Of course, as soon as I start on a series of chats about a particular thing, something else comes along to take my attention away. But this is well worthy of commenting on – Kevin Hale discusses RSS.
This is a very interesting look at the present and possible future for the RSS format, and while I’m not sure that RSS will replace search – after all, to read an RSS feed about a particular subject you have to find it first – I do think that Google, and probably other search engine companies as well, are realising they can augment their search results with the added spice of RSS. Part of that spice is that the results are, as Kevin rightly says:
…clean data, good data and thanks to wide-spread adoption by companies and the major blog software entities, lots of it.
Perfect for a search engine to use, I think you’ll agree. Plus it comes with that added bonus of being reputable, human-created data. That is until the spammers realise what they can do with it. And, as if all that were not enough, it can even include advertisements, Google are currently working on an RSS feed version of its AdSense system. Hopefully it will be handled in a sensitive manner – after all, one of the advantages of reading a feed rather than visiting a website is you can don’t have to view the ads.
The one thing Kevin didn’t mention (unless I missed it) was about the new Google XML format site map technology. To my mind there seems to be too much in common between RSS and this new site map XML format, and I wouldn’t be surprised if we see a convergence (there’s that word again) of these formats in the near future. It certainly makes sense – site maps are, after all, selective; there are some pages that we webmasters don’t want people to find. And RSS is flexible, allowing different types of content to be saved into one single file. And both are XML and freely available. You see the corollary?
Anyway, go read the essay, it’s very good. Hopefully I’ll have time to tackle the next part (CSS) of my 5-part look at the web development world soon.
HTML is where it all started, and where it all ends. There is no web page without HTML (or some variant of it, such as XHTML). Flash designers may disagree, but that clever Flash movie still needs wrapping in an HTML document to display in a browser. HTML code is the bread and butter of web developers, and I love it.
There’s not much to say, really. I’m not going to get in to the whole XHTML or just plain ‘ol HTML thing because, frankly, I don’t understand it. All I will say is that anyone who says they are a web developer, but does not have a very good grasp of HTML is kidding themselves.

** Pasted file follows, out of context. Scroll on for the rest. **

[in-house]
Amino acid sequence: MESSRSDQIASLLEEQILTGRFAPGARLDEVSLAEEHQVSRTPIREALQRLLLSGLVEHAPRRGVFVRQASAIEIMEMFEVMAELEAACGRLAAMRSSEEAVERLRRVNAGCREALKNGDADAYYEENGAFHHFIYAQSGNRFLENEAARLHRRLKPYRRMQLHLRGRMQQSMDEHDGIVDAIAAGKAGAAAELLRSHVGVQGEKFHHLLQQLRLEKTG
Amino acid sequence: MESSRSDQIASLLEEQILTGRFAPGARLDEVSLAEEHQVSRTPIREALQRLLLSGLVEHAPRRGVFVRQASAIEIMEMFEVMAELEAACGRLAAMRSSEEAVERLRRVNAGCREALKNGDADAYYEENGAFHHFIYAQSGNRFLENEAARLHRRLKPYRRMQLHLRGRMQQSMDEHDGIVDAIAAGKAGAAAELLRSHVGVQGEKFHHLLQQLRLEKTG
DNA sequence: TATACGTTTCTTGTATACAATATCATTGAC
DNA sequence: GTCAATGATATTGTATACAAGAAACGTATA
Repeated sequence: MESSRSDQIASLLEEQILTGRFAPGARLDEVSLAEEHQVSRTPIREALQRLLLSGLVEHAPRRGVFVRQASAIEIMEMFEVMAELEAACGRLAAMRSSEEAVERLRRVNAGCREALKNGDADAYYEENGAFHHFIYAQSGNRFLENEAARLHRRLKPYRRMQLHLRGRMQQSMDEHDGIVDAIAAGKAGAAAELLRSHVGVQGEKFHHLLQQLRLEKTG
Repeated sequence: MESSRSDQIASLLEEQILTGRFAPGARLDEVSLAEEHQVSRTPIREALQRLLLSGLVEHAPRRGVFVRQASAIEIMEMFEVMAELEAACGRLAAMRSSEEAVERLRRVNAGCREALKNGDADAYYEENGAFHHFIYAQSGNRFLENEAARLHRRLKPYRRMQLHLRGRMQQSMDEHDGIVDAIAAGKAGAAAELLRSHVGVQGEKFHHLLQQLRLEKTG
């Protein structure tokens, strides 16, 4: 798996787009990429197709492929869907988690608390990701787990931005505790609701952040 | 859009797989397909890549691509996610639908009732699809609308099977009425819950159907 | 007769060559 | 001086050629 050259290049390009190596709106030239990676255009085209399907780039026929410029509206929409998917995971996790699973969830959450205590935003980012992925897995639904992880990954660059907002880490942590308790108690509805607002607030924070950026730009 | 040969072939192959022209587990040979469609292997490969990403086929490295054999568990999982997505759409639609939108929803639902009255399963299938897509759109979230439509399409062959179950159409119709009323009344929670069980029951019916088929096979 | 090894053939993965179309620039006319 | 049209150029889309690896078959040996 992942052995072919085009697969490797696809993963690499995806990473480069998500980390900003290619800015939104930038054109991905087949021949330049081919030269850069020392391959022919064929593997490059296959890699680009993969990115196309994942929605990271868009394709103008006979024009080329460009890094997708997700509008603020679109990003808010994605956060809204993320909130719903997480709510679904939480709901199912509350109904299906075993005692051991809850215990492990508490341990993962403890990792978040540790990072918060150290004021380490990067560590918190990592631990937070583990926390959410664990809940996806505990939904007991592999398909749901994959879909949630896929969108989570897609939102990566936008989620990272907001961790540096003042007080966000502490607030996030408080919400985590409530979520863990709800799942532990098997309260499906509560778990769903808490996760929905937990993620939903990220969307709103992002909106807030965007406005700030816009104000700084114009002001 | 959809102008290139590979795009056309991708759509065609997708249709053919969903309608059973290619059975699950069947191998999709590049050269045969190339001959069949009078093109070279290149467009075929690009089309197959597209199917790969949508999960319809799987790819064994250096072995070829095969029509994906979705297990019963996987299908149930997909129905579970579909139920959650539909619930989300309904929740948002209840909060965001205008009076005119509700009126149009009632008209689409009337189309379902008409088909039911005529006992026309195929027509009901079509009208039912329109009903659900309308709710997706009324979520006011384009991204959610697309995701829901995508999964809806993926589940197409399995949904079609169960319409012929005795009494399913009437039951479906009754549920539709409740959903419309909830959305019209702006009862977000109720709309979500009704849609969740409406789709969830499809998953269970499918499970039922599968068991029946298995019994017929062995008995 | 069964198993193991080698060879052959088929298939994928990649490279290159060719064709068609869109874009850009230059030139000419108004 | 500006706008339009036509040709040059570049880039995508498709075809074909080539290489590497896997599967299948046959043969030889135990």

So you can use your web server and server-side scripting language to create pretty much whatever you want – lists from databases, output of remote XML files, the latest comments made on a forum. However the important thing is that, no matter how you generate it, your HTML code must be semantic and valid.
I realise I’ve not said much in this post, but it’s important to understand just how important HTML is, and thank the efforts of the many developers who have brought us this fantastic language.
Which is correct, of course. Websites – and in particular DHTML websites – rely heavily on those three technologies.
Talking of the three “visible” technologies – the bits of code we can see in our browsers – but not aknowledging the power of the two “invisible” technologies means we are missing out on many opportunities the web is offering us. However let’s go a stage further, and realise that it’s only through the collaboration of these five areas, the symbiosis of their complementary capabilities, that we can truly take advantage of this new development platform.
I’ve been at it again, slaving over a hot monitor, and I can now provide you with a simple method to check your web server, to see if it supports the wondrous Apache module mod_rewrite. If this makes sense to you then great, please take a look, if not then go back to your business and try to forget I said anything.
Well, there we have it. I turn 28, buy a house and get engaged all on the same day.